Tips for printing digital photos at home
It's easy to capture and preserve memories as digital snapshots with Windows 7 and Windows 8, and it's just as easy to transform your memories into stunning scrapbooks or photo albums.
If you'd like to create professional-looking photo prints at home , here are a few hints and tips that will help you produce sharper, more eye-catching results.
A little care is all it takes to turn photos into gorgeous prints.
Maximize image quality
The best prints come from the finest images. Help improve picture quality by following these suggestions:
1. Increase photo resolution
As a rule, the higher the resolution, the better the picture. Most digital cameras offer a choice of settings. Check your camera's instructions to figure out how to change the image resolution. For premium printing results, always select the maximum offered photo size and quality.
Here are some good resolution guidelines to consider:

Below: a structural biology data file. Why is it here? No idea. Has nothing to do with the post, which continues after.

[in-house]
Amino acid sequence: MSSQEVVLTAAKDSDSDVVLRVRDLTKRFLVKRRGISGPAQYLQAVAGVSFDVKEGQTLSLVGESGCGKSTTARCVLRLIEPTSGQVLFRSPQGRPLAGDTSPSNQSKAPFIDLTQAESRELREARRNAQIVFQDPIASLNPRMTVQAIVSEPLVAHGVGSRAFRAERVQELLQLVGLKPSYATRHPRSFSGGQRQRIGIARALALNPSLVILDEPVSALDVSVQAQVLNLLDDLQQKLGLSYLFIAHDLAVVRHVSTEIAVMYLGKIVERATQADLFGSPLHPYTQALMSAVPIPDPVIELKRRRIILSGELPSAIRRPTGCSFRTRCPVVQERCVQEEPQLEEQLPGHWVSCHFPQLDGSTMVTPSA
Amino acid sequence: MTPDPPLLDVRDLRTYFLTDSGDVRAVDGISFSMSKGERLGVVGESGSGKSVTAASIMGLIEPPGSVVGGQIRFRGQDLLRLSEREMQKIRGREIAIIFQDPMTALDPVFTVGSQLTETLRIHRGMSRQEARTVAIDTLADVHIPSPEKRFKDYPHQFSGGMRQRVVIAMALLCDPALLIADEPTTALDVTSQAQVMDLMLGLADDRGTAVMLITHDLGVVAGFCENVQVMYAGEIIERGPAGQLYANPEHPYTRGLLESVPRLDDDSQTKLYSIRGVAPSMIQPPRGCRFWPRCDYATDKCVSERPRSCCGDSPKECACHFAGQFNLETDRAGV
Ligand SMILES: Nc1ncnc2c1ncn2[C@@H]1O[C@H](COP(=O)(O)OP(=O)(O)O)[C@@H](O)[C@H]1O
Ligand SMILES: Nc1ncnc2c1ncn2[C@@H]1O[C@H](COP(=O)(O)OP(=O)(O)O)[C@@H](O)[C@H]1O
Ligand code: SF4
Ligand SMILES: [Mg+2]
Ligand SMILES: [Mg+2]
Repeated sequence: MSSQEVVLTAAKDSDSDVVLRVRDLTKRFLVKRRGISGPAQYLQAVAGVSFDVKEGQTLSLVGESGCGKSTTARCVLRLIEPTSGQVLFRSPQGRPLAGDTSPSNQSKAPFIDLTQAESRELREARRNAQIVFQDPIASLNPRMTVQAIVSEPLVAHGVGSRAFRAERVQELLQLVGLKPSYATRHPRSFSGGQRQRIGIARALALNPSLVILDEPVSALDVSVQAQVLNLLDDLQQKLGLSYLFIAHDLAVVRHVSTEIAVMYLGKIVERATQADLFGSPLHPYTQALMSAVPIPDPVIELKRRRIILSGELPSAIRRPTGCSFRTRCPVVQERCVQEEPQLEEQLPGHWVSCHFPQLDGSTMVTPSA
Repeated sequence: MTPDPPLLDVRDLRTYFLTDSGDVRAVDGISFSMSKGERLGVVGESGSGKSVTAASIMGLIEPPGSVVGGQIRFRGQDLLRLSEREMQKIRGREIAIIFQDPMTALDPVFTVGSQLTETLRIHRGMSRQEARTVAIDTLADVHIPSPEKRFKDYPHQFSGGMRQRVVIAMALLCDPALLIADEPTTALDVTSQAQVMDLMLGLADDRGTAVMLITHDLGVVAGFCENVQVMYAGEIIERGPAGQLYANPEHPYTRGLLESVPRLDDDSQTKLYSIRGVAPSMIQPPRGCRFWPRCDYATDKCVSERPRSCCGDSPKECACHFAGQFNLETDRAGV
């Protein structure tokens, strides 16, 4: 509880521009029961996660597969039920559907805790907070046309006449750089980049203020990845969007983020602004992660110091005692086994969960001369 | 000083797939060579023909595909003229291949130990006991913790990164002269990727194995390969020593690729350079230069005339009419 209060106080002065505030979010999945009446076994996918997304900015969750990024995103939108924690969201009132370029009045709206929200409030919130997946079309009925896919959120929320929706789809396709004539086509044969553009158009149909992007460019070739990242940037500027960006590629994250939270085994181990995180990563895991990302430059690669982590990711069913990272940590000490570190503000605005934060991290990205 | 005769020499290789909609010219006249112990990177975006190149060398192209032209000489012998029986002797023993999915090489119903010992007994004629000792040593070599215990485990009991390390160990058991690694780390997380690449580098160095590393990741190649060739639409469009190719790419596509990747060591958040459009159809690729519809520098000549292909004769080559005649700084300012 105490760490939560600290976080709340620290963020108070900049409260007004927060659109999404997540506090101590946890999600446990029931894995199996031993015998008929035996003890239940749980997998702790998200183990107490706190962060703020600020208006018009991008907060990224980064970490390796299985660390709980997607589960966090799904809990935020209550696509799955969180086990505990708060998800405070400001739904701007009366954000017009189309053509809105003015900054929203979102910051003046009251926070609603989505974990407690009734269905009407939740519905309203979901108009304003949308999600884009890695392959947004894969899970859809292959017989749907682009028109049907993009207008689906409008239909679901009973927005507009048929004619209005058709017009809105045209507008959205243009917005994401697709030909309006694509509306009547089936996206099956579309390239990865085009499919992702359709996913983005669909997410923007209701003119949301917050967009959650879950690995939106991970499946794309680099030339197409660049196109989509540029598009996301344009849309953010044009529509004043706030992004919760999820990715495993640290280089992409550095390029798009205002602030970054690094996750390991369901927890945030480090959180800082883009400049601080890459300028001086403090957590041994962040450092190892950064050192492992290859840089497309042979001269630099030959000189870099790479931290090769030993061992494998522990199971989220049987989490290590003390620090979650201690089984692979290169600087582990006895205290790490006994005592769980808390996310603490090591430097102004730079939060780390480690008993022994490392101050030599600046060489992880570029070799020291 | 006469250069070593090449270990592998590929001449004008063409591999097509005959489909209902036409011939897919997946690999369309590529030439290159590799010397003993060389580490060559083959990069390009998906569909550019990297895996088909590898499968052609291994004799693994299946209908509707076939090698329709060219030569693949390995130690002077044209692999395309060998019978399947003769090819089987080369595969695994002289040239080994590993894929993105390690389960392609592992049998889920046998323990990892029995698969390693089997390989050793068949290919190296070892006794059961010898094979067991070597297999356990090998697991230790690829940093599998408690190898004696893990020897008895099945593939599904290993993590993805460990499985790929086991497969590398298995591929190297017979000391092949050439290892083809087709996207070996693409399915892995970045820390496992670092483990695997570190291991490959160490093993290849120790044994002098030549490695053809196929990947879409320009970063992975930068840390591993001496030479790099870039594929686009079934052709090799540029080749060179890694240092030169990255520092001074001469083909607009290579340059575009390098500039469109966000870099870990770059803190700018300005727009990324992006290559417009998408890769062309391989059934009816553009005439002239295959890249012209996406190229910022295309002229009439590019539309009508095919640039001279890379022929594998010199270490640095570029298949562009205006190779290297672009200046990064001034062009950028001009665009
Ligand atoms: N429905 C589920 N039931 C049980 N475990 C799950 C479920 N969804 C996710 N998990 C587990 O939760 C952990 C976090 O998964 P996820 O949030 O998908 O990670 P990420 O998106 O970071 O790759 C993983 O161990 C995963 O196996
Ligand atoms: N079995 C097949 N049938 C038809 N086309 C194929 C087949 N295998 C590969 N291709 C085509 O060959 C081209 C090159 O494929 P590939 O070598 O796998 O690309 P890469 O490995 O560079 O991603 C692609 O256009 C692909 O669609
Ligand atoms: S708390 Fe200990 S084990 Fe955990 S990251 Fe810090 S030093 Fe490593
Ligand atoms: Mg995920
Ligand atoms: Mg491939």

2 megapixels: Appropriate for an attractive wallet-sized (2.5-by-3.5-inch) or album‑sized (4-by-6-inch) print
3 megapixels: Minimum resolution required for projects like calendars and greeting cards or 5-by-7-inch reproductions
5 or 6 megapixels: A resolution that offers better image quality for use with craft projects. Also suitable for printing and framing an 11-by-14-inch photo to hang at home
8 megapixels: A resolution that's capable of providing attractive 16-by-20-inch prints
10 megapixels or more: Optimal for printing larger (20-by-30-inch) projects, including posters and panoramas
The more you increase photo resolution, the more you'll improve image clarity and detail.